One of the best things about traveling to Manila for Americans is that it is low-cost city, and the exchange rate is very favorable to the dollar (about 49 pesos to $1 today). I've picked up a lot of necessities here for less than $20 USD, and most of my meals (combined with my mom's) don't usually come out to more than $4 USD. However, that isn't to say I haven't picked up a few special items. Before I got to Manila, I found out there are eight TopShops in the metropolitan area alone. EIGHT. It was my second full day here (Saturday) when we were at the Edsa Shangri-La Mall when I first saw it. The promised land. Two words fashioned into one: TOPSHOP. I stood outside for about 30 seconds without moving, my jaw hanging open and my eyes glazed over in wonder. Ok, so maybe this is a little much, but I've been waiting patiently, and now desperately, since I first heard about the first TopShop opening in America (in SoHo in New York) in March. It was supposed to open its doors on October 10, but because of stupid rules and bureaucracy at the NYC Board of Commerce, it's not opening until at least March 2009. They sure know how to keep an American girl waiting. Anyway, I picked up one shirt (even though I wanted so much more) since the prices aren't cheaper here but about the same as the U.K. and U.S.-online store prices. The store was quite petite, not much bigger than the size of my bedroom here, nothing like the ones I've been to in Dublin and London.
Then I saw a Marks & Spencer, so obviously I had to get something there too. I got a dark black and grey plaid top, and although they carry a lot of the cookies, chips and candies that the British stores carry, no strawberry trifles. Sigh. My mom said maybe in Hong Kong they will, but since they didn't at the Prague location, I'm not getting my hopes up.
On the drive to Makati on Sunday, my mom asked if I had a radio or CD player. I pulled out my trusty iPhone, which she didn't realize had an iPod too. I started playing the Mamma Mia soundtrack (Yeah, I had to buy it after seeing the movie on the plane so many times), and she asked if I had any oldies. I said I had a 1960s playlist, to which she scoffed and asked, "Don't you have any Journey?" As if I didn't…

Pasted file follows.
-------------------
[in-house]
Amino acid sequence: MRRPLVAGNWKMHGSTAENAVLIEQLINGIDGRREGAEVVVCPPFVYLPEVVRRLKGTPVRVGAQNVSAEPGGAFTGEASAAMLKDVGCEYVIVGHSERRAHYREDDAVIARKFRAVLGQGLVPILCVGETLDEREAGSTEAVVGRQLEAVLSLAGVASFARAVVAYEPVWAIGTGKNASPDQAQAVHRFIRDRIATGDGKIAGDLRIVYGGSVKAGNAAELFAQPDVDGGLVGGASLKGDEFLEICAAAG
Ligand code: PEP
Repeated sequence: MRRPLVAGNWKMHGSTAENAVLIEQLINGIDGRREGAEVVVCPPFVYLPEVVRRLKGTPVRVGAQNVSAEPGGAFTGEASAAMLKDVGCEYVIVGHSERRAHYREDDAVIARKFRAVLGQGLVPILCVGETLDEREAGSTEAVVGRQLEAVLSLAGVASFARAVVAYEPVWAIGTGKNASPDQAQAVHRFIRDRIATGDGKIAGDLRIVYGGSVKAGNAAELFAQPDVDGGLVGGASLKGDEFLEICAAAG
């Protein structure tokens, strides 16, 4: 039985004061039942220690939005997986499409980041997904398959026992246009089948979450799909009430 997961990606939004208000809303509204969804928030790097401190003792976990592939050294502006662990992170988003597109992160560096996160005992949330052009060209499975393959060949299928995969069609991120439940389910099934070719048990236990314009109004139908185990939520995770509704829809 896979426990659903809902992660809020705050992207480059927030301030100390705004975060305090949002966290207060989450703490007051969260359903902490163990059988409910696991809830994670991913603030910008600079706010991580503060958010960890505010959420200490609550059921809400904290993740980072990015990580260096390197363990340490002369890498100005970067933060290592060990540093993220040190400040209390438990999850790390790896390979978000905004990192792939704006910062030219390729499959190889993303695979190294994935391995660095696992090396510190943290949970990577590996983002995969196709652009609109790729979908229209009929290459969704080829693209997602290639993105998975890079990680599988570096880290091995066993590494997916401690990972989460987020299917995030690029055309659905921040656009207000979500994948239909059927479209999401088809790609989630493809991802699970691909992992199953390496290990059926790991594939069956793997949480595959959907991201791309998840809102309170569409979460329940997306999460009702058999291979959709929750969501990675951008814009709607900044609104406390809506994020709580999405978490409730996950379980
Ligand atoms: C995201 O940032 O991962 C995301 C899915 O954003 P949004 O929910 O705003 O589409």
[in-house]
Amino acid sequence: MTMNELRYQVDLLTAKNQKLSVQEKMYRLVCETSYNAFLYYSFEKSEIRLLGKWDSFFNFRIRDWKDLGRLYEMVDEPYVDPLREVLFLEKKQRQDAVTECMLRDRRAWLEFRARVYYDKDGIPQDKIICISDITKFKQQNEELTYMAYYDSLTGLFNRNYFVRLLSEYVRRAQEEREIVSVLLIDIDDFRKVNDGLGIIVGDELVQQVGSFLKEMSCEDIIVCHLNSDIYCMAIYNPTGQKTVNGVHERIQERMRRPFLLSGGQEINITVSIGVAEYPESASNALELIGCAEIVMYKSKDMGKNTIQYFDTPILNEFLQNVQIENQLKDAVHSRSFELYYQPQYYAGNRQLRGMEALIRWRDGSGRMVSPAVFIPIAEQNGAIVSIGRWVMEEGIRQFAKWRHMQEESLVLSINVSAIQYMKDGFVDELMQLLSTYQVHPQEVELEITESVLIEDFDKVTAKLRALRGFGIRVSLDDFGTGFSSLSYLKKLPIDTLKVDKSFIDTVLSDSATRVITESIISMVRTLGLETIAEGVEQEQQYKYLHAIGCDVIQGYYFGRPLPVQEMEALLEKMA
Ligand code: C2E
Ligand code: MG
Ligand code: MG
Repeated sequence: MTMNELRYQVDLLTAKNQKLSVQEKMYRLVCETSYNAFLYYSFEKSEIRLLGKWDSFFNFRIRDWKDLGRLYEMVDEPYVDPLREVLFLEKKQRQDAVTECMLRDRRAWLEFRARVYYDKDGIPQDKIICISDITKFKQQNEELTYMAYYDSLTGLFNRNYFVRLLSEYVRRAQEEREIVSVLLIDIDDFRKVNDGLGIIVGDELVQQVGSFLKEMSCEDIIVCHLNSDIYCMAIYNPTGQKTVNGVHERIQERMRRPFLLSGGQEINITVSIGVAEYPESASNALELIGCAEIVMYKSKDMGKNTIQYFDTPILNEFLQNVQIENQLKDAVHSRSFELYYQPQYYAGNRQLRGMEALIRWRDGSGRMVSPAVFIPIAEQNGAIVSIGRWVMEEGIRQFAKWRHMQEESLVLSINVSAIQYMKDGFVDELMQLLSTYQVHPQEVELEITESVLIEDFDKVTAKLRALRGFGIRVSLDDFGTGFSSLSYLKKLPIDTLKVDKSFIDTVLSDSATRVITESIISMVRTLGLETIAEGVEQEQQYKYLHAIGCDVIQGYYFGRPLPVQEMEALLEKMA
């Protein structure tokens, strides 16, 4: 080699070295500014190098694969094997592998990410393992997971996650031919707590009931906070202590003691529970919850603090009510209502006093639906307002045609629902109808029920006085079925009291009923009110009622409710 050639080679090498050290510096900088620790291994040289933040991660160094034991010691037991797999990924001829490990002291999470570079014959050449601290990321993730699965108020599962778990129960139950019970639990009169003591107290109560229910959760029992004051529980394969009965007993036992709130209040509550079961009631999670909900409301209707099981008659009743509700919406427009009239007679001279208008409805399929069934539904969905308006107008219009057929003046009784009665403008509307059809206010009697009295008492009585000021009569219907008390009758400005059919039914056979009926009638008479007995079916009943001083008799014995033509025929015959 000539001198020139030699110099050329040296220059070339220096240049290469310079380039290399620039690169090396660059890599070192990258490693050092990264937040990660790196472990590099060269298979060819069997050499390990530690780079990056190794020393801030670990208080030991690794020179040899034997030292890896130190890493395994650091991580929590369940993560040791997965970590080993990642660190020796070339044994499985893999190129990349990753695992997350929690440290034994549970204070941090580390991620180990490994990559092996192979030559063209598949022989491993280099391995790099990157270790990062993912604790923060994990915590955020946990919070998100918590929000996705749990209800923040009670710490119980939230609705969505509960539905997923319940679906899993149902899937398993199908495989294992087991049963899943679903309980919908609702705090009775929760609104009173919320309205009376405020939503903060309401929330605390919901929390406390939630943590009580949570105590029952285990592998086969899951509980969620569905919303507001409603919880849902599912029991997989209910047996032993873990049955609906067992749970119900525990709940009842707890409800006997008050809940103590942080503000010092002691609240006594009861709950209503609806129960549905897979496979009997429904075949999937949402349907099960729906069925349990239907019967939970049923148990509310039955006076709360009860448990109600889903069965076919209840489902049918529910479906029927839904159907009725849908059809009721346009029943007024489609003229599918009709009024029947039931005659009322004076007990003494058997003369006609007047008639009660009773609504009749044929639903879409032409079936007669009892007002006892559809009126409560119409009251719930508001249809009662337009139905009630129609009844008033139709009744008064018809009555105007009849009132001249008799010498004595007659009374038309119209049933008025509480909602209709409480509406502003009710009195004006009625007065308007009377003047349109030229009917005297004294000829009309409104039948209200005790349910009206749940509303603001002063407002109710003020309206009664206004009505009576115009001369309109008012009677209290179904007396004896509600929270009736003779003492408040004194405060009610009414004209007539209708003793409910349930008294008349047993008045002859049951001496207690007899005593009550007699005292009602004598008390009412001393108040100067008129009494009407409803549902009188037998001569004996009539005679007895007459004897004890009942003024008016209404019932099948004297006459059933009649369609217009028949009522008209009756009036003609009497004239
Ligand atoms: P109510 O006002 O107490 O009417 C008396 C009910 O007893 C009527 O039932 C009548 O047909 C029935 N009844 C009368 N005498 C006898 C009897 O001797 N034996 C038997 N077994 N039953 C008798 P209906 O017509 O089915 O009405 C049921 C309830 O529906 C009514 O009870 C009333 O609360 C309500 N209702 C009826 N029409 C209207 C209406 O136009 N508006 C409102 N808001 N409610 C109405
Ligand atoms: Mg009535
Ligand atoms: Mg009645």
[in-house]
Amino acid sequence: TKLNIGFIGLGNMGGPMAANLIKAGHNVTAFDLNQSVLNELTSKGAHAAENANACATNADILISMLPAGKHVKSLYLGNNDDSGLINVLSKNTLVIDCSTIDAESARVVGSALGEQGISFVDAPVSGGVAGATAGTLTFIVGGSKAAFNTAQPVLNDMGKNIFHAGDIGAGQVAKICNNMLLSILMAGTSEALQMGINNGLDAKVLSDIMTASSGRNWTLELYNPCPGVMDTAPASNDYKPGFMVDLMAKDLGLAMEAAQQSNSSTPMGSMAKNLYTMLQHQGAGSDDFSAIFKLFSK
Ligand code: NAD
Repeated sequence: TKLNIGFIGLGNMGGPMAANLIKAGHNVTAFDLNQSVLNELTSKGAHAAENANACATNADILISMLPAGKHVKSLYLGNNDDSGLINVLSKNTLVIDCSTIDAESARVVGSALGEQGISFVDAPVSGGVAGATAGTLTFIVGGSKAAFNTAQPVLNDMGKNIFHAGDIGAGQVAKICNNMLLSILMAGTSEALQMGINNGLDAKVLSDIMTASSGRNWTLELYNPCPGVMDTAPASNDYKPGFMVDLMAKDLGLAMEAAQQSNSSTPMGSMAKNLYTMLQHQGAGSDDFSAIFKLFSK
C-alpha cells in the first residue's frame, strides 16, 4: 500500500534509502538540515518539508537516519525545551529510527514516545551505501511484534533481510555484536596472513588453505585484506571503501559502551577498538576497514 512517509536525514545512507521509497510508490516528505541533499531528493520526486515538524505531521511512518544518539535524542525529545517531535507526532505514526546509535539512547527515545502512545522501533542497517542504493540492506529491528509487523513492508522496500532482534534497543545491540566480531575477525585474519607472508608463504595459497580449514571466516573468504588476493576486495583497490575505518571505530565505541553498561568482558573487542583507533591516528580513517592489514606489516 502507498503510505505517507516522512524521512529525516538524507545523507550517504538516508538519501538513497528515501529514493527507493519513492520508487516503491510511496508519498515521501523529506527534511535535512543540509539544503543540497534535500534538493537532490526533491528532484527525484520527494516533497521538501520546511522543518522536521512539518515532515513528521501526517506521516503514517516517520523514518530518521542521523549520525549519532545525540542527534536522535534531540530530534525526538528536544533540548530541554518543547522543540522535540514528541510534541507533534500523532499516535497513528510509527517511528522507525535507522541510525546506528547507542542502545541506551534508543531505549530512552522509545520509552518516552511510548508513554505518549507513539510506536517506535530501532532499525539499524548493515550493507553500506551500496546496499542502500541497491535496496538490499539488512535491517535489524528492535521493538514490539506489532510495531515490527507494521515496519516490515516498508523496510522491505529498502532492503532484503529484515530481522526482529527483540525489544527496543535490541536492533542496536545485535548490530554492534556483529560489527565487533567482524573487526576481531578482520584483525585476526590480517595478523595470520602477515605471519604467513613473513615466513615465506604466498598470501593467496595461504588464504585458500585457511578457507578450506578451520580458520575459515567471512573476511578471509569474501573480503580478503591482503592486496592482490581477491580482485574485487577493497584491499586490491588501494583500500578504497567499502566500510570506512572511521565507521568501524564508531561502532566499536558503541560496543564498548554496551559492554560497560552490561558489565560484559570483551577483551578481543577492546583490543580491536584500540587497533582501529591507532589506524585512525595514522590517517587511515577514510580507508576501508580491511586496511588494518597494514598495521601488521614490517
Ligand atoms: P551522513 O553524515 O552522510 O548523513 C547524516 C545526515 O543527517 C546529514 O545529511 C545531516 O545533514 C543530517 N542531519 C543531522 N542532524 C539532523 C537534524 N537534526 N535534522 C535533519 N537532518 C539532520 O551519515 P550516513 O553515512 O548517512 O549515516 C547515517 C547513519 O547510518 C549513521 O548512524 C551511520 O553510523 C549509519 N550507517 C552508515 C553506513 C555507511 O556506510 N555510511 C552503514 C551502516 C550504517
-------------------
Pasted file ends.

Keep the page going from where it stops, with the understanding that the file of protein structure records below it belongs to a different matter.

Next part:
After shopping for my camera at the Rustan's in Makati, my mom and I met up with her best friend, Lourdes, and we went to her brother's new restaurant, Le Régalade. The brand-new French bistro, opened in September, features a Michelin-star chef, Alain Rayé, from Vancouver. Le dejeuner was très bonnes, including a succulent pot of bœuf bourguignon and French onion soup, which I normally don't even care for much, topped off with crème brûlée and the most delectable apple tart I've ever eaten. Not to mention the restroom was the size of a small New York apartment -- and it was absolutely gorgeous with cherry wood walls and giant plush leather chairs in the waiting area. I would live in it.
Since I've had extremely weird sleeping patterns over the last week (which have really thrown my entire body for a loop), I've been watching a lot of television at random hours. I've noticed that if there are two things you can count on when traveling internationally, it's CNN and BBC World News. I won't watch Rachael Ray at home; I refuse to watch it here. Another thing I noticed is while watching NBC's Today, there's a big difference on the international version versus the American one. When Al Roker does his little weather bit and says his token phrase, "Here's a look at the weather in your neck of the woods," it typically cuts to the local weather station. Now, since obviously they don't do that here because of the time change, other shows like CBS' Early Show and ABC's Good Morning America play music while displaying the American map. However, Today does not, and Roker doesn't seem to realize that we can hear everything he is saying. He sure does make fun of Robin Williams a lot. Très bizarre.